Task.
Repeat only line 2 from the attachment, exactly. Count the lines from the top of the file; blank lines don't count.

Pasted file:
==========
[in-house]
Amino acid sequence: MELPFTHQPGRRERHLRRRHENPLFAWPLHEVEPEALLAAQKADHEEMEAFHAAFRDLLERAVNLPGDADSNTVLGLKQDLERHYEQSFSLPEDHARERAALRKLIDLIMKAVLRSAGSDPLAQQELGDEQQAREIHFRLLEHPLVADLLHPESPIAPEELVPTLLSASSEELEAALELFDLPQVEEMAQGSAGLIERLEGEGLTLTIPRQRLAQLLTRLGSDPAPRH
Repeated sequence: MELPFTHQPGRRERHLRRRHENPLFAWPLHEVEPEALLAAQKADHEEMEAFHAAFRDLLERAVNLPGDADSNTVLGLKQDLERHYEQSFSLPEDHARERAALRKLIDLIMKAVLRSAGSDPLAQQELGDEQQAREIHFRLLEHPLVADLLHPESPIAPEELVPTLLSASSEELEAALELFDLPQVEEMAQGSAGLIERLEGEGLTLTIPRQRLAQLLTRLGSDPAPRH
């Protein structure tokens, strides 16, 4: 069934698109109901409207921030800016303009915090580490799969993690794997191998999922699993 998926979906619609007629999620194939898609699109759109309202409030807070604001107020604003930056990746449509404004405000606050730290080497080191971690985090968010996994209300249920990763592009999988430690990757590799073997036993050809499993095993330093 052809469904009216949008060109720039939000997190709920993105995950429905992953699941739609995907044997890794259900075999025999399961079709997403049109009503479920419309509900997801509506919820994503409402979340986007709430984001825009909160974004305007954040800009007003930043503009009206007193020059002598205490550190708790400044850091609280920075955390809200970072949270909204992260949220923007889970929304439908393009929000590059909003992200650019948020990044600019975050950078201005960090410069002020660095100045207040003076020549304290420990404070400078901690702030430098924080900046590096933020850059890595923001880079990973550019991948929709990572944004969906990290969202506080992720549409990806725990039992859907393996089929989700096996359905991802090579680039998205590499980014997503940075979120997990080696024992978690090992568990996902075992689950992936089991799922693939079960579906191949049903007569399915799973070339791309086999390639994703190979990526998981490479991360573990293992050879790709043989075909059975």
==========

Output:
Amino acid sequence: MELPFTHQPGRRERHLRRRHENPLFAWPLHEVEPEALLAAQKADHEEMEAFHAAFRDLLERAVNLPGDADSNTVLGLKQDLERHYEQSFSLPEDHARERAALRKLIDLIMKAVLRSAGSDPLAQQELGDEQQAREIHFRLLEHPLVADLLHPESPIAPEELVPTLLSASSEELEAALELFDLPQVEEMAQGSAGLIERLEGEGLTLTIPRQRLAQLLTRLGSDPAPRH